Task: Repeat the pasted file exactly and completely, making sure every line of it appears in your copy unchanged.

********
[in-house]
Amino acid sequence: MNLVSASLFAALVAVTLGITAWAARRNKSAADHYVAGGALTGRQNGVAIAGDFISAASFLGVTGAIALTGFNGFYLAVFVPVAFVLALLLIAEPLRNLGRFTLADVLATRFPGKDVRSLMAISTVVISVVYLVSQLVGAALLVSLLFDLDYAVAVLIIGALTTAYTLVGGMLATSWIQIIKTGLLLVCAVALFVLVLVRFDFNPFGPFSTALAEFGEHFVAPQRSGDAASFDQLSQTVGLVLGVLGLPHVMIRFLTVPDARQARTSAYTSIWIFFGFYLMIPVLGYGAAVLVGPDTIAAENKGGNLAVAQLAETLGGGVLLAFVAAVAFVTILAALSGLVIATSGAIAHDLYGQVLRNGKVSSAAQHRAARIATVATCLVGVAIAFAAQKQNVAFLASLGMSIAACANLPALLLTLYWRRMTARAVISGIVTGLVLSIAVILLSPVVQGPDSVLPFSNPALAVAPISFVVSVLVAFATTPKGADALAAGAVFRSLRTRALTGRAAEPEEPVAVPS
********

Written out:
[in-house]
Amino acid sequence: MNLVSASLFAALVAVTLGITAWAARRNKSAADHYVAGGALTGRQNGVAIAGDFISAASFLGVTGAIALTGFNGFYLAVFVPVAFVLALLLIAEPLRNLGRFTLADVLATRFPGKDVRSLMAISTVVISVVYLVSQLVGAALLVSLLFDLDYAVAVLIIGALTTAYTLVGGMLATSWIQIIKTGLLLVCAVALFVLVLVRFDFNPFGPFSTALAEFGEHFVAPQRSGDAASFDQLSQTVGLVLGVLGLPHVMIRFLTVPDARQARTSAYTSIWIFFGFYLMIPVLGYGAAVLVGPDTIAAENKGGNLAVAQLAETLGGGVLLAFVAAVAFVTILAALSGLVIATSGAIAHDLYGQVLRNGKVSSAAQHRAARIATVATCLVGVAIAFAAQKQNVAFLASLGMSIAACANLPALLLTLYWRRMTARAVISGIVTGLVLSIAVILLSPVVQGPDSVLPFSNPALAVAPISFVVSVLVAFATTPKGADALAAGAVFRSLRTRALTGRAAEPEEPVAVPS